Heretofore many devices have been provided for handling the ice in a drinking container. These devices generally comprised screens, meshes, or other types of foraminous shields which were inserted into a cardboard, plastic, or other drinking container and which were designed to hold the ice in such drinking container while it was inverted or partially inverted for the purposes of drinking. Thereby the ice was kept away from the mouth of the drinker so that the beverage could be enjoyed more fully. These devices suffered from several disadvantages. For one, they actually held the ice in or under the beverage, so that the ice tended to absorb much heat from the beverage, thereby diluting the beverage and causing the ice to melt rapidly. Also these ice holders generally bad awkward arm extensions or other relatively awkward mechanical contrivances for holding them in the drinking container at a position sufficiently below the top rim of the drinking container to enable one to drink without interference. These arm extensions or other holders were difficult to construct, awkward, fragile, difficult to store, etc.
Accordingly several objects of the present invention are to provide an ice holder for a drinking container which is use does not allow the ice to be liquified rapidly, holds the ice away from the beverage so as to reduce dilution of the beverage, is relatively easy, simple and reliable to use and store, does not have an awkward or easily-broken shape, and also after use in the drinking container, can be employed or adapted for use as the object of play, such as a shuttlecock in badminton, or the like.
Further objects and advantages of the invention will become apparent from a consideration of the ensuing description, taken in consideration with the accompanying drawings.
FIG. 1A shows a sectional view of a basic version of an insert cup according to the invention in exploded form; FIG. 1B shows a top view of such insert cup; FIG. 1C shows a side, cross-sectional view of such insert cup in use with its lid in a drinking container; and FIG. 1D shows a view, partially in cross section, of a person drinking from a container employing the cup and lid of the invention.
FIG. 2A shows a side sectional view of a "home" version of the insert container and lid of the invention in partially exploded form, in use within a drinking glass; FIG. 2B shows a side view of the insert cup of FIG. 2A; FIG. 2C shows a top view of such insert cup; and FIG. 2D shows a perspective view thereof.
FIG. 3A shows an exploded view of a "franchise" version of an insert container and lid according to the invention in combination with a cardboard drinking cup; FIG. 3B shows a side cross sectional view of the components of FIG. 3A assembled; FIG. 3C shows a side sectional view of the insert cup of FIG. 3A; FIG. 3D shows a top view of such insert cup; and FIG. 3E shows a view of such insert cup after inversion, whereby it can be used as a shuttlecock.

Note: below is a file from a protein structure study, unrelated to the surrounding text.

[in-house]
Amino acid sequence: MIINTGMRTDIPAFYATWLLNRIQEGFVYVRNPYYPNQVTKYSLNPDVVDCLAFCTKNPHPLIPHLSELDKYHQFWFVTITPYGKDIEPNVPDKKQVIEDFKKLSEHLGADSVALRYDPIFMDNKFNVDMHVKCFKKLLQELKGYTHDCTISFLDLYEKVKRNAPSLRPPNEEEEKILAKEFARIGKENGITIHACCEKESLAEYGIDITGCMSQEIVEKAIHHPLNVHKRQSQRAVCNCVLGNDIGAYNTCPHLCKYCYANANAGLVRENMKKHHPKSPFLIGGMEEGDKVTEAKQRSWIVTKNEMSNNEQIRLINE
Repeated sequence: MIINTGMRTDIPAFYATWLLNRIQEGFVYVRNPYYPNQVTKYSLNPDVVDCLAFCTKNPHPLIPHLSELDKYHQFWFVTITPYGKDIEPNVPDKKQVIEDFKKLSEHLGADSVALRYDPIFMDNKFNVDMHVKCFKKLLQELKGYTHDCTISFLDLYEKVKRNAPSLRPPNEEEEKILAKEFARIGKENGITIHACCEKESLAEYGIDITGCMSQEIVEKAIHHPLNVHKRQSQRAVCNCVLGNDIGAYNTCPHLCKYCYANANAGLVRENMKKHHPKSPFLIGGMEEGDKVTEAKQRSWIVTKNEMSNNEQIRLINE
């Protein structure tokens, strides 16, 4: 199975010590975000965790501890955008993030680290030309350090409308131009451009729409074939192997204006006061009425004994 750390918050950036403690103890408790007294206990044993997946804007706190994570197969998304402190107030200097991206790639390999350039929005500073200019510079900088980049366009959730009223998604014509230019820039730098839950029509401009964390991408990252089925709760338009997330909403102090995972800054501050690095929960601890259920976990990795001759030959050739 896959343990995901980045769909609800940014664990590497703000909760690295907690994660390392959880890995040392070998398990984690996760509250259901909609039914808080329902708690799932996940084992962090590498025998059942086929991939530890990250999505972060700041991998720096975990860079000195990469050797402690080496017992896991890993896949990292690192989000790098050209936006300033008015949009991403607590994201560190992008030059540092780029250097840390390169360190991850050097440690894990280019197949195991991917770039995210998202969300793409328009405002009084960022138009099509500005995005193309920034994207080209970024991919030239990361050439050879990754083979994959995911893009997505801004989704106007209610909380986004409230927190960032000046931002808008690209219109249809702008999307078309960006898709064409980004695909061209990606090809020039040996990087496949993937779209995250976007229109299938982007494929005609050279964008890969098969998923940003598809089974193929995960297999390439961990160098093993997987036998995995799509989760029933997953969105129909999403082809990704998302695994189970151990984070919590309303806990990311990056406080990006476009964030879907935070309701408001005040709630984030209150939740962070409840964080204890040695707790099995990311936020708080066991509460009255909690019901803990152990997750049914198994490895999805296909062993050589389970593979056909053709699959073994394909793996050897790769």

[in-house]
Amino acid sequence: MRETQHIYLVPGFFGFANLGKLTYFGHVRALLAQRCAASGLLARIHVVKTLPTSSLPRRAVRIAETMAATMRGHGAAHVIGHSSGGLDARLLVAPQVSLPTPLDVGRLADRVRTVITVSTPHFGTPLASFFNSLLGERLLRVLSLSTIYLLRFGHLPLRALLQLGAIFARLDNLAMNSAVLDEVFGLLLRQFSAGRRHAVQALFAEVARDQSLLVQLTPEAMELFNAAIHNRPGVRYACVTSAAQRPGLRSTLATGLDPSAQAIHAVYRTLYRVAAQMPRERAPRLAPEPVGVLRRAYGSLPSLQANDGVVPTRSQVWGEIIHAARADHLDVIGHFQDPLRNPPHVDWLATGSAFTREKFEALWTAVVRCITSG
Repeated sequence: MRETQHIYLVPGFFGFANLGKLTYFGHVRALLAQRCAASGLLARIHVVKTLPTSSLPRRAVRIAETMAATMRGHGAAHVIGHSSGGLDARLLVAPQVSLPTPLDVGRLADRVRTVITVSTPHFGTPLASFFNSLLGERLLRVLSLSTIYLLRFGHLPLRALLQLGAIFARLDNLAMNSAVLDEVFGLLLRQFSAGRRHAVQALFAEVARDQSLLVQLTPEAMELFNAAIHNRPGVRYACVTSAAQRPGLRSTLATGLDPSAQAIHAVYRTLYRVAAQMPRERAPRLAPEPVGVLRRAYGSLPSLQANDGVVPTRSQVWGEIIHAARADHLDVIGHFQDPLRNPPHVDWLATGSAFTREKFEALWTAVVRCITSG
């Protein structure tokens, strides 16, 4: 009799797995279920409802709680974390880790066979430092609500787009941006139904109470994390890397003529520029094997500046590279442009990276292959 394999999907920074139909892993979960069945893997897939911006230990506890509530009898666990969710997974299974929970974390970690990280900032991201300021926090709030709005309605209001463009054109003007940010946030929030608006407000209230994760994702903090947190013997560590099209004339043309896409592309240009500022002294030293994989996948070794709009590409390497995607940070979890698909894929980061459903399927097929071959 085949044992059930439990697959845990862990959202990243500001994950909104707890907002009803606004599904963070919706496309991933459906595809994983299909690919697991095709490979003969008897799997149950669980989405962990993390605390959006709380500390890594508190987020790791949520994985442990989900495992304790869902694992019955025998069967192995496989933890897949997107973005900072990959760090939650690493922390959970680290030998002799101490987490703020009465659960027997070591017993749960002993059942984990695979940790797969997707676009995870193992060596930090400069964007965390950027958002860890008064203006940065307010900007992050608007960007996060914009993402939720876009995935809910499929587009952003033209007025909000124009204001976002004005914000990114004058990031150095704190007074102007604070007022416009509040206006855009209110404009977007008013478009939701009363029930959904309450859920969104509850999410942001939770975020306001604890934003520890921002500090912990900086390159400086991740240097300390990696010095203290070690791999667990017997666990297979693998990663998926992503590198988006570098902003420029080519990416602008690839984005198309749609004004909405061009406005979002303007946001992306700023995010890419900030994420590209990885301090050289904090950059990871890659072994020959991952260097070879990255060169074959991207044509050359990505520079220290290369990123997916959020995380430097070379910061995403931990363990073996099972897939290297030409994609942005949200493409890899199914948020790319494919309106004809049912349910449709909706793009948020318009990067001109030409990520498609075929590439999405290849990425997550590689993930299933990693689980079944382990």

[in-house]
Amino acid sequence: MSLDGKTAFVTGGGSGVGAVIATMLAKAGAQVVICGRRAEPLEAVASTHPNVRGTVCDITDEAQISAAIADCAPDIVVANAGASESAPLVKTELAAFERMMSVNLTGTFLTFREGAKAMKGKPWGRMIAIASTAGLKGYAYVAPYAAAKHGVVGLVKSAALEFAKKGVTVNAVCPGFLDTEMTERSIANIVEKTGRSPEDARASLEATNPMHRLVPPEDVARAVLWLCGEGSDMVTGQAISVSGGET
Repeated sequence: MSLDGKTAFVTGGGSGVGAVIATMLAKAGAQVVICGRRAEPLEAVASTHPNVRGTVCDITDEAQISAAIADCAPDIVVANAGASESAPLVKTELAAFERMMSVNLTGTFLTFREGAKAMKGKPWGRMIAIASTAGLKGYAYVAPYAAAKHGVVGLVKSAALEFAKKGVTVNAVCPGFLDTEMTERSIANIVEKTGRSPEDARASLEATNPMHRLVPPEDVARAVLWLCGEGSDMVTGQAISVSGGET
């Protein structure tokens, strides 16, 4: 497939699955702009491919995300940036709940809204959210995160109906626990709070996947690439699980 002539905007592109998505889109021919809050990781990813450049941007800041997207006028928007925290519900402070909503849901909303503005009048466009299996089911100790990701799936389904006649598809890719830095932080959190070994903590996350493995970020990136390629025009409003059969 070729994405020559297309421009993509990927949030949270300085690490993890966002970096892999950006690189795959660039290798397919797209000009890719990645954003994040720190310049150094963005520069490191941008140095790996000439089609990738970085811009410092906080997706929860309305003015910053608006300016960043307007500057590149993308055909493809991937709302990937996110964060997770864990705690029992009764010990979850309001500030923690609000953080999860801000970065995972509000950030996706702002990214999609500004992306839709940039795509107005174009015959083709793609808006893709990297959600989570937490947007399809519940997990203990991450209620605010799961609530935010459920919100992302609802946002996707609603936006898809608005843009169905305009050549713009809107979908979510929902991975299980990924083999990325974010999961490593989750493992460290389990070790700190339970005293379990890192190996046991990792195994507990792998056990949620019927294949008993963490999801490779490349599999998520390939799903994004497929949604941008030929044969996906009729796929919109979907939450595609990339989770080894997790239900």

FIG. 4 shows a view similar to FIG. 3E, but wherein a launching hook is provided so that the insert cup can be used as a launched projectile.
______________________________________Drawing Reference Numerals______________________________________10 insert cup 12 upper rim 14 side wall16 bottom 18 holes 20 container22 lid 24 spout 26 cap28 web 30 ridge 32 groove34 beverage 36 ice 38 drinker40 insert cup 42 side folds 44 side wals46 glass 48 transitional walls 50 slots52 floor 54 insert cup 56 weight58 container 60 flared rim 62 hook______________________________________
The basic version of the invention, shown in FIG. 1 (parts A-D) comprises an insert cup 10 which has a slightly-flared upper rim 12, a cylindrical, generally vertical side wall 14, and a generally flat bottom 16 which has a plurality of holes, such as 18. Cup 10 is made of polyethylene or other plastic of the type used for drinking containers, or may be made of waxed cardboard, or even glass.
Cup 10 is designed to fit in a drinking container 20 of a predetermined size. For purposes of example, container 20 is shown as a waxed cardboard drinking cup, but a plastic cup or glass may also be used.
Also a lid 22 is provided in association with insert cup 10, lid 22 being designed to fit over the upper rim of container 20 as best illustrated in FIG. 1C. Lid 22 has a drinking spout 24 and a closure cap 26 which is integrally molded with the rest of cap 22 and is connected thereto by a thin web 28 such that when it is desired to seal spout 24, web 28, being flexible, will allow cap 26 to be placed over spout 24. To aid in holding cap 26 on spout 24, spout 24 has a circumferential outwardly extending ridge 30 and cap 26 has a mating circumferential groove 32.
In use, container 20 is partially filled with a beverage 34 (FIG. 1C) and insert cup 10 is placed or dropped into container 20. Due to the outwardly flaring upper rim 12 of cup 10, cup 10 will seat itself on the upper rim of container 20 as indicated. Thereafter, or prior to assembling cup 10 in container 20, cup 10 is filled with ice crystals 36 and cap 24 is assembled over the assembly 10-20. Cap 26 is then assembled to spout 24.
As indicated in FIG. 1D, when it is desired to drink beverage 34, cup 10 is inverted and spout 24 is placed within the mouth of the drinker 38, whereupon beverage 34 will flow through holes 18 in the bottom of cup 10, through ice 36 and out spout 24, into the mouth of drinker 38. In flowing past ice 36, beverage 34 will be rapidly cooled so that a chilled beverage will flow into the mouth of drinker 38.